There are a few more intricacies to what the current changes we are working on are changing (and fixing), but trying to explain them without going into amazingly minute detail would be quite hard. Maybe we can do that another day, if you are so inclined :).
Making these framework changes are both imperative to implementing the osu!next design and also to open-sourcing the osu! code-base. Because there’s no way I would want to expose the masses to the current state of the code!
Made some great progress today implementing what I discussed yesterday. osu! is back to rendering as it should, so I don’t have any breakage videos for you today, sorry!
I didn’t get around to doing a write-up on the new draw hierarchy – because I was too busy actually implementing it – but it’s planned for tomorrow’s post :).
Tablet shipment safely delivered after some confusion and me attempting to remotely guide the delivery man (who has no smartphone with maps) through a neighbourhood I am unfamiliar with using google maps.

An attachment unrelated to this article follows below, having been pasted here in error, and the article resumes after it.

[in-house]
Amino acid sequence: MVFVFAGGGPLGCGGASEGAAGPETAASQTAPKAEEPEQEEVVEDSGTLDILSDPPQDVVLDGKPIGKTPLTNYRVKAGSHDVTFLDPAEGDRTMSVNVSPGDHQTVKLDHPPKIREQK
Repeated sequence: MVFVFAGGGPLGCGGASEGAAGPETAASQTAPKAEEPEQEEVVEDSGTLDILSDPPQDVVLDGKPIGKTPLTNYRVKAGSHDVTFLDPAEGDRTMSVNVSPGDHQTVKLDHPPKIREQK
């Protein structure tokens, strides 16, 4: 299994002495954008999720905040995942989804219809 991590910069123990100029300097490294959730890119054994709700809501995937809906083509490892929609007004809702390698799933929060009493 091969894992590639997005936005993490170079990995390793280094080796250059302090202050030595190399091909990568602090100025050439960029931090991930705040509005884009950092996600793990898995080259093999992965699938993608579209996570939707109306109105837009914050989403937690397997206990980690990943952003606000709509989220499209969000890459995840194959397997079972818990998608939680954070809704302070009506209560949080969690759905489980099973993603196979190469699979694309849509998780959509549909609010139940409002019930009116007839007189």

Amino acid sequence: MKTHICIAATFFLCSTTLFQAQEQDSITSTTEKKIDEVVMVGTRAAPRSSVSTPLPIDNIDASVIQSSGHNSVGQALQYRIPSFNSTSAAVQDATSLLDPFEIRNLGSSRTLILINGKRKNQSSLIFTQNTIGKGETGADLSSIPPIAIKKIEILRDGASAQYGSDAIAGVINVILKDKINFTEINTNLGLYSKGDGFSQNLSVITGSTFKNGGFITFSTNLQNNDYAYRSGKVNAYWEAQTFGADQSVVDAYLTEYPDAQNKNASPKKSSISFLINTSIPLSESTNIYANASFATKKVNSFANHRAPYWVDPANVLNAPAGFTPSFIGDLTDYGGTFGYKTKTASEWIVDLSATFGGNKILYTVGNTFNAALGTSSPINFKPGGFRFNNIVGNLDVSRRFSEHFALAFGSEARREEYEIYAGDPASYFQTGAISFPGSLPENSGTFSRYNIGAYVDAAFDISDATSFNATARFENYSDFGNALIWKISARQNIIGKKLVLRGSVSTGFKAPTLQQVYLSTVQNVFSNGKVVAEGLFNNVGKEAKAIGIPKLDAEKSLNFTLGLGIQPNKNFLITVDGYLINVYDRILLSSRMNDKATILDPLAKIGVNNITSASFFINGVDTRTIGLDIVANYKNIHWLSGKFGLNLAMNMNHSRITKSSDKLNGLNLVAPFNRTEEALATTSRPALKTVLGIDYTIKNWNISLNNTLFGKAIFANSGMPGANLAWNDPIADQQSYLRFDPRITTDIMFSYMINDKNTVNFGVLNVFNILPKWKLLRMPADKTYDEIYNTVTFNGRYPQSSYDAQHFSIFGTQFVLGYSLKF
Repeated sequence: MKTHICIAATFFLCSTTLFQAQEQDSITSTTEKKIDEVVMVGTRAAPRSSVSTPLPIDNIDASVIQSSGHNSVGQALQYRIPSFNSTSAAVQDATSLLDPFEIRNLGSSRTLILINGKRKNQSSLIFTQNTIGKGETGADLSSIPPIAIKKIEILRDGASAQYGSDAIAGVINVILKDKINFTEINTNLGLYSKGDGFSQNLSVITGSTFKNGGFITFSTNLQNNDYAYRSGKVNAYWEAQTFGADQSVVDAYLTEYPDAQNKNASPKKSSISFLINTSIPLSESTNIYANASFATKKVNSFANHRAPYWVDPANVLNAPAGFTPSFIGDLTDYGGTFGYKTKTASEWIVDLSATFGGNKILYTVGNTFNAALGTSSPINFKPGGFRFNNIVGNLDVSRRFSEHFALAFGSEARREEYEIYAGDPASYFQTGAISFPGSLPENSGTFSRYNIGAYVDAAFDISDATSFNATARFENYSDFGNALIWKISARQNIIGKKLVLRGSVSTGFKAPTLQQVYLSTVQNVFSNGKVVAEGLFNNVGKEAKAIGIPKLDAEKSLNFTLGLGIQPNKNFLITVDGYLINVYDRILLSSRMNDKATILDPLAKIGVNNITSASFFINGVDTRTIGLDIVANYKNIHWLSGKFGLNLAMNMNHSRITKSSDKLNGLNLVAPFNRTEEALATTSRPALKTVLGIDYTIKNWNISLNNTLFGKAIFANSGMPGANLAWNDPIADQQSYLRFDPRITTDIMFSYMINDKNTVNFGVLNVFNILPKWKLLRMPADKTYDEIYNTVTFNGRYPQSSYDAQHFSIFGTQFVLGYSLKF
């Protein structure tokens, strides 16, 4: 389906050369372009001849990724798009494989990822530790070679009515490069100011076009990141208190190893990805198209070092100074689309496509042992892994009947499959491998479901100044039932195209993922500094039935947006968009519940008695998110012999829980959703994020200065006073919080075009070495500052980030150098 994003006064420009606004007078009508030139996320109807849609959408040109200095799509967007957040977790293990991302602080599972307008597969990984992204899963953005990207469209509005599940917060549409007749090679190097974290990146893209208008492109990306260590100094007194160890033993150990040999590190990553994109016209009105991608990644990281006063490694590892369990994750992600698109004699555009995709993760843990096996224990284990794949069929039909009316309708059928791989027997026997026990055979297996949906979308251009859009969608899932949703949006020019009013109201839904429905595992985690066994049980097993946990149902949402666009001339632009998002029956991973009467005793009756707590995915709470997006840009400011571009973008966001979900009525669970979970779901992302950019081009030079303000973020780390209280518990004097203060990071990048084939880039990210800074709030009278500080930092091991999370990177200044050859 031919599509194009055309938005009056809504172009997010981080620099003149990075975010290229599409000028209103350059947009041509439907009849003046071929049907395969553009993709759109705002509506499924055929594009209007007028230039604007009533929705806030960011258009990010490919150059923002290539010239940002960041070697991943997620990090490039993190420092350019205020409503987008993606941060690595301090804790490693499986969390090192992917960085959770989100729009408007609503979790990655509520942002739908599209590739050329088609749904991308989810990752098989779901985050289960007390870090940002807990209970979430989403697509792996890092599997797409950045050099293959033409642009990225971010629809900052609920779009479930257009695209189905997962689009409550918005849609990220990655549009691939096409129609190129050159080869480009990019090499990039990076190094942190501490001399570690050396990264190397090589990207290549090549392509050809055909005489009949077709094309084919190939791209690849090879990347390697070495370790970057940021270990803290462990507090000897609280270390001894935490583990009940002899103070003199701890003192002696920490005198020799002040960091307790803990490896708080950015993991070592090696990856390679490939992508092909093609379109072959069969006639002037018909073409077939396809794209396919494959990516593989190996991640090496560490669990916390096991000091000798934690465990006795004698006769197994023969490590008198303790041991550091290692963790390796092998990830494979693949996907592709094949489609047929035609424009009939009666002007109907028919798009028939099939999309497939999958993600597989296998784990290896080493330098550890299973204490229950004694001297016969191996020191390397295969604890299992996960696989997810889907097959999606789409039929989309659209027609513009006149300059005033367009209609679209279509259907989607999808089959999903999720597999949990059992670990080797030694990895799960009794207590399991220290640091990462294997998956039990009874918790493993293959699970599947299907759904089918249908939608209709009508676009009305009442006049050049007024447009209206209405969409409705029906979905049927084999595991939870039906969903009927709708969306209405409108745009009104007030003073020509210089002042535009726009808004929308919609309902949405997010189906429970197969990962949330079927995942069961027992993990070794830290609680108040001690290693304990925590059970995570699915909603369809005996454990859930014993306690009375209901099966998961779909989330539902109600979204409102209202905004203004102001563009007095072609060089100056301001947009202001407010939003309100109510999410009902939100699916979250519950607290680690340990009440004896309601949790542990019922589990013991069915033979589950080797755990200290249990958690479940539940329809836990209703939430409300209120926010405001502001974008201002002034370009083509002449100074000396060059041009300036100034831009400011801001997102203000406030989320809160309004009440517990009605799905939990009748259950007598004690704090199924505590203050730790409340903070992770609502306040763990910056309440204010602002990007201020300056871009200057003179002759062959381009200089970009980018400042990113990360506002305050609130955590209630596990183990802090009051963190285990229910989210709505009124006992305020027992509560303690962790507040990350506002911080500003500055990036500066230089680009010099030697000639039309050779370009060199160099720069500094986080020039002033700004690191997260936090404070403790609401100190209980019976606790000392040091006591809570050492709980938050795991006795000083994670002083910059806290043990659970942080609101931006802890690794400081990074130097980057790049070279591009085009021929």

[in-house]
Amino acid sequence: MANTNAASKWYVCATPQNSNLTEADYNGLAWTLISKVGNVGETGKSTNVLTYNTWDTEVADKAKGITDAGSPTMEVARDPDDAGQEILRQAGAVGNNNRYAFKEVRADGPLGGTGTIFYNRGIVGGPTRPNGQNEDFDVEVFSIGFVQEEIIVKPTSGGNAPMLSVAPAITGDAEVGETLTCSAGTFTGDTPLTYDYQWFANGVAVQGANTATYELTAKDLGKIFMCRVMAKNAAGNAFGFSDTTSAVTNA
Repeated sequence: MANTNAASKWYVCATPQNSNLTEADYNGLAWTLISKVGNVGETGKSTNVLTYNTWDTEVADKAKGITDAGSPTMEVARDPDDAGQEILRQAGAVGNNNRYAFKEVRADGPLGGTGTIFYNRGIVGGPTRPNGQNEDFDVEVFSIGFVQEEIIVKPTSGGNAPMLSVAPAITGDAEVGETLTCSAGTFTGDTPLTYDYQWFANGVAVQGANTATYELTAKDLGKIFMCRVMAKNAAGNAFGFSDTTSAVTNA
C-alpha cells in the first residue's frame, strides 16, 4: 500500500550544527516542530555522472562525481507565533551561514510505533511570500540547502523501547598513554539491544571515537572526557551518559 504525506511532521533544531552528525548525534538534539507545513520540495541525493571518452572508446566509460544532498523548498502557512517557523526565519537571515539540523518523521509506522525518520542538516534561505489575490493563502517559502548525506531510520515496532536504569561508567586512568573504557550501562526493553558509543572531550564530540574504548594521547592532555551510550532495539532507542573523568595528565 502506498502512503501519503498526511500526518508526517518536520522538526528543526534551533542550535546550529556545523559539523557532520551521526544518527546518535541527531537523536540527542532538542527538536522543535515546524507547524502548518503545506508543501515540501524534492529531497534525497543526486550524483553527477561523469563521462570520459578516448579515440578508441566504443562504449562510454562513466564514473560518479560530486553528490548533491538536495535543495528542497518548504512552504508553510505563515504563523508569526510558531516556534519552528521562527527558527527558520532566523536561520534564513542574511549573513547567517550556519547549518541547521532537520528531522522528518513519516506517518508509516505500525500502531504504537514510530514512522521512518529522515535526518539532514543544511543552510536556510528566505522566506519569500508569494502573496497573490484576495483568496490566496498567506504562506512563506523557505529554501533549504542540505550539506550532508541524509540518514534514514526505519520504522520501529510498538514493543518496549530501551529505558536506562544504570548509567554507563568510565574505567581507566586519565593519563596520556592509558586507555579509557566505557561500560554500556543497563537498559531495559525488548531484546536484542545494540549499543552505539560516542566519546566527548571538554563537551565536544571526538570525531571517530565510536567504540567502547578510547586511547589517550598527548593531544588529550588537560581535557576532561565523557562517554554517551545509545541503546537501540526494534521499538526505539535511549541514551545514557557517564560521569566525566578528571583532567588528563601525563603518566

Let me take a moment to again make a shout out to the new forums, which are now more-or-less in a working state as far as posting, replying, quoting and consuming. They have been getting daily updates over the last weeks based on feedback, but we aren’t planning on releasing them to the masses until we are 100% sure they are ready.
Starting this week, we moved development focus to other areas of the site, so I’d be very grateful for any feedback on the forums specifically. Anything from usability to performance issues, to anything that’s bugging you which makes them unusable over the old forums for now.
As we don’t currently have somewhere to report issues (until the github repo is opened up), you’re welcome to leave comments on this post or just tweet at me.
2D math.. harder than you may first expect. At some point you realise it is best to cut your losses and start implementing from scratch, rather than attempting to fix what is at hand. This was that point for me:
(this video isn’t as broken as you might think: everything is working apart from sprite-based text and non-default texture origins)
In other news, while the osu!store is still in hibernation, our next batch of tablets is scheduled to arrive early tomorrow morning. While I’m not directly accepting the shipment, I am remotely managing communications between the person who is and the customs broker / delivery company. Lots of fun. Needless to say, we lasted a full tablet batch without going completely out of stock, and should also have stock for the foreseeable future. Finally figured that one out :).